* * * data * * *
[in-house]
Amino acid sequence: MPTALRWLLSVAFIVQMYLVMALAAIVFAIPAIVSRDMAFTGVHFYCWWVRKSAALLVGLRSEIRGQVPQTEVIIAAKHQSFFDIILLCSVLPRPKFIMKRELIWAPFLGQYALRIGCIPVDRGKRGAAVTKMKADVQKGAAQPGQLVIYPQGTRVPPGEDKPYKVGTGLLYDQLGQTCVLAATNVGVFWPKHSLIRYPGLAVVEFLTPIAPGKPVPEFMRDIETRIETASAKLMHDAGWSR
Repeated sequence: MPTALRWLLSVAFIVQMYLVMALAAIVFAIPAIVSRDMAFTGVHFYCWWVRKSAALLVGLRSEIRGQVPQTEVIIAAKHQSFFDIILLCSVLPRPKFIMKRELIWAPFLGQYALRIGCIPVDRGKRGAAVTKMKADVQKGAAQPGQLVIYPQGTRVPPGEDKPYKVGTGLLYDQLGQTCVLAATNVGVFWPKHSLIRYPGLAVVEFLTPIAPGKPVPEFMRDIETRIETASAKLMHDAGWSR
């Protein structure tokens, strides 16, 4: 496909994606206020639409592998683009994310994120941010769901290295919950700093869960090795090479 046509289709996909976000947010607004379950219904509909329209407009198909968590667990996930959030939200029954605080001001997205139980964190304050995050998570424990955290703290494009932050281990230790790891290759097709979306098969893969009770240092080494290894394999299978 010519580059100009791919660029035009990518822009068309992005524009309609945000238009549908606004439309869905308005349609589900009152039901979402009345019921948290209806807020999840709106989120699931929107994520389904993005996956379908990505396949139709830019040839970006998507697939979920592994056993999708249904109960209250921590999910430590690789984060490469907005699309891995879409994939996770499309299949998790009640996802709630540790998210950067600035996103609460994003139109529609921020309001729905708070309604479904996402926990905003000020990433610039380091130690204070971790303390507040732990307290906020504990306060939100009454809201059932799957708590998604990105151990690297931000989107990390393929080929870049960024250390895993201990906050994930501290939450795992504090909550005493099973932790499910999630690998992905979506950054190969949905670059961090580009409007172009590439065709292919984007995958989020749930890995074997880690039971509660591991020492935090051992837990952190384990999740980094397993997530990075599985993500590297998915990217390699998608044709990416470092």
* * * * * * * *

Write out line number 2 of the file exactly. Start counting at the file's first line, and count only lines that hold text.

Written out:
Amino acid sequence: MPTALRWLLSVAFIVQMYLVMALAAIVFAIPAIVSRDMAFTGVHFYCWWVRKSAALLVGLRSEIRGQVPQTEVIIAAKHQSFFDIILLCSVLPRPKFIMKRELIWAPFLGQYALRIGCIPVDRGKRGAAVTKMKADVQKGAAQPGQLVIYPQGTRVPPGEDKPYKVGTGLLYDQLGQTCVLAATNVGVFWPKHSLIRYPGLAVVEFLTPIAPGKPVPEFMRDIETRIETASAKLMHDAGWSR